Data loss is serious business and is an issue with which many companies are forced to face, either proactively or reactively every single day. Indeed, data breaches are becoming increasingly serious as cyber criminals continue to up their game when it comes to targeting intellectual property (IP), putting both individuals and businesses in danger. Last year saw the personal data of hundreds of millions of people compromised as a result of both insider and outsider hacking and network vulnerabilities, affecting global brands such as Facebook, Marriott and Quora. Not only did this watershed year for data breaches massively undermine customer confidence, in addition to putting customers at risk from further security issues, it wiped millions off those companies’ share values and massively damaged their reputations and trust in their brands.
Despite this, new statistics released by the Information Commissioner’s Office reveal that not only do companies remain late in reporting data breaches but that, even when they do report them, they are frequently submitted with an inadequate level of detail. Minimising the potential damage to their business therefore remains a huge challenge for companies.
Under the General Data Protection Regulation (GDPR) companies must now report a breach to their local data protection regulator within 72 hours of detecting it – the reality, however, is very different. The simple truth is that businesses are taking an average of 60 days to first discover a breach and then a further 21 days to submit their reports to the ICO.
In the UK alone, 28 per cent of companies face weekly cyber-attacks, 26 per cent face them once a month and 24 per cent face them daily, with businesses collectively encountering more security incidents on a daily basis than their counterparts in France, Germany and Sweden (Source: IDC). Despite this, a further study specific to the Nordics has shown that more than 50 per cent of businesses in the region reference cloud security and data-loss protection as their main IT-security priorities right now.
What is evident is that, while both the prospect and reality of data loss is becoming an increasing problem for organisations and while those organisations are recognising the importance of protecting their data, most companies do not have the technical know-how, skills, technologies or processes in place to either detect breaches in a timely manner or to properly report them. Not only this, but the role of human error in causing security breaches is an increasing problem for businesses however staff remain untrained on how to both identify and address a potential hack.
Top of the agenda
With digital transformation top of the agenda in what has increasingly become a data-driven economy, how can companies keep up with the speed of change while simultaneously protecting their data in a way that does not open them up to further risk?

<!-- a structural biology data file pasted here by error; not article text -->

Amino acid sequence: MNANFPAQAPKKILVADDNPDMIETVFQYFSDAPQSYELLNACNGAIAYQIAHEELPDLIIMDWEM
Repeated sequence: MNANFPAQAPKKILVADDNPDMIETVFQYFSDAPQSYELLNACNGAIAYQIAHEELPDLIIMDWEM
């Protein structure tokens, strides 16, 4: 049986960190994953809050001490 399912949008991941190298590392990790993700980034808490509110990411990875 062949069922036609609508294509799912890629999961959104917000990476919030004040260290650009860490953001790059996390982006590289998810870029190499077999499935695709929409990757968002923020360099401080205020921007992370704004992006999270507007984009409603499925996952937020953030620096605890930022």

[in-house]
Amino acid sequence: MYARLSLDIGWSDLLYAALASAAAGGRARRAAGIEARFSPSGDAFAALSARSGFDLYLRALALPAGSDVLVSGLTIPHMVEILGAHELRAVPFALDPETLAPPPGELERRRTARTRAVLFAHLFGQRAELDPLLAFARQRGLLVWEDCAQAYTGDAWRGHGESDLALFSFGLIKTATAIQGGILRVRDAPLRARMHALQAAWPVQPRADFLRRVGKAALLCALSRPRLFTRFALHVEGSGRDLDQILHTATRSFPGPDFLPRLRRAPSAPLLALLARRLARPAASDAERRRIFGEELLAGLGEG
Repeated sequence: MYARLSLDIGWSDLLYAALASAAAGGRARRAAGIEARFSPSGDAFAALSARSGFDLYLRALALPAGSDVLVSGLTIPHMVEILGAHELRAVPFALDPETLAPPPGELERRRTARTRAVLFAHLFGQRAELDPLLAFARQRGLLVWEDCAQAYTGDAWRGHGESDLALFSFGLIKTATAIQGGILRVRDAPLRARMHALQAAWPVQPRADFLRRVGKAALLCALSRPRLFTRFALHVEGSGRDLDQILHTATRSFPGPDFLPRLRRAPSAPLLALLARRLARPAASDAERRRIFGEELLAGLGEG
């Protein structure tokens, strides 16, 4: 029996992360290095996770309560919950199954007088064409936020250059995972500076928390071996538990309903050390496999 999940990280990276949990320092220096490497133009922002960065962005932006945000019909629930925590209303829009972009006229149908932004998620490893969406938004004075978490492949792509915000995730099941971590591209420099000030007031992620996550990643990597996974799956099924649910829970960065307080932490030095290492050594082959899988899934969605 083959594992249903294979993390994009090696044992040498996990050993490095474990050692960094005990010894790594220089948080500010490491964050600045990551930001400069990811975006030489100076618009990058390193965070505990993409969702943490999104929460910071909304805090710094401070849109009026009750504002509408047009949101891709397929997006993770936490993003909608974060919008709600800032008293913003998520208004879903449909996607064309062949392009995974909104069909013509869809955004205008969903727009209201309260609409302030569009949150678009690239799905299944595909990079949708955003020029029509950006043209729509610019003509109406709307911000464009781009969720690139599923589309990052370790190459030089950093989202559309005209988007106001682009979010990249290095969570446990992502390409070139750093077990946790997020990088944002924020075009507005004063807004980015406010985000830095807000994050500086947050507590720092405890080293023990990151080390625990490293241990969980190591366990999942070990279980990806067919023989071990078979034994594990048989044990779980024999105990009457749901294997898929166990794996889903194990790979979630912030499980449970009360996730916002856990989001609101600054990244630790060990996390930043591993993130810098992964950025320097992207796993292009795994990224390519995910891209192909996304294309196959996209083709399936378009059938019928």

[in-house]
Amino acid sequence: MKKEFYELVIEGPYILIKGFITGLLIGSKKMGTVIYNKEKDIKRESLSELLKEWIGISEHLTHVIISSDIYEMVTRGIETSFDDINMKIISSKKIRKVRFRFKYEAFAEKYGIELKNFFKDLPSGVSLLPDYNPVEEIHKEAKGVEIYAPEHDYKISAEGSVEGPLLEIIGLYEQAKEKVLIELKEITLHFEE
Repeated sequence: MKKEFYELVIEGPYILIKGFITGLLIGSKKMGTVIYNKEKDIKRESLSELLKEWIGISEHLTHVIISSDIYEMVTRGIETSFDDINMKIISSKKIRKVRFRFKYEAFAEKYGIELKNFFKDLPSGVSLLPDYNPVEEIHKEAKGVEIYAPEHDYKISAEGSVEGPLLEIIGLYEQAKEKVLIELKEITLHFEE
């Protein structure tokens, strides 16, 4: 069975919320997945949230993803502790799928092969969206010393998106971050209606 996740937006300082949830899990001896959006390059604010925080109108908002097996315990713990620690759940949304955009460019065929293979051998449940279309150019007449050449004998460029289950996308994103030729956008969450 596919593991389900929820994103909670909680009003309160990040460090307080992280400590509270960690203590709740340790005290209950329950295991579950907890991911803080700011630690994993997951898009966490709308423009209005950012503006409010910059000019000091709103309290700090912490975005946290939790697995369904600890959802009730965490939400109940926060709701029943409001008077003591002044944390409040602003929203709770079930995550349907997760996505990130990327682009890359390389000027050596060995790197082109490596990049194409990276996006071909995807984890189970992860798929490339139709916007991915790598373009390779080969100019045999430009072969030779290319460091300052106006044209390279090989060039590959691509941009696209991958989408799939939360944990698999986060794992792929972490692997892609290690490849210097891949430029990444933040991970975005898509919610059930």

First and foremost, companies need to put data security and privacy at the top of their agenda. This involves both educating and training employees on the potential risks of data loss and how to prevent it, in addition to deploying one of the many cloud and SaaS-based solutions available on the market today. Through investing in both, organisations are immediately able to take a more hands-on-approach to data management and protection, ultimately saving them both time and money.
These however are not the only strategies for preventing breaches, as there is another solution which many companies either are not aware of or do not consider when the subject of data protection comes up. And that is cloud-to-cloud back-up – the piece of the security pie which protects those SaaS solutions, enabling businesses to adopt new cloud technologies without the fear of data loss. Simple to set up and deploy, businesses are now, in a few easy steps, able to find and recover historic data in no time at all. Practically, what this means is that both the 60-day window for discovering data breaches and the 21-day window for reporting them should dramatically reduce, minimising further damage to your business.
The introduction of blockchain – a complicated and overused (and often misused) term – is also creating opportunities for companies to find lost data across time and instantly restore it, again minimising the risk to productivity. A distributed ledger, it offers transparency, decentralisation and data integrity to businesses, enabling those businesses to both track their data and to stay compliant by being in a position to provide that data to auditors when needed.
So, for those companies looking to better manage the security of their data, when rolling out those SaaS-based solutions, think about the back-up part from the very start of the process. After all, it’s no good investing time, money and resource in getting up to speed in technologies which can protect data loss if the you have no way of tracking it the minute it’s lost. Back-up, be safe, and be content in the knowledge that you can find that missing data and avert a crisis of share value, reputation and trust when it all goes wrong.
Frederik Schouboe, CEO, Keepit Group
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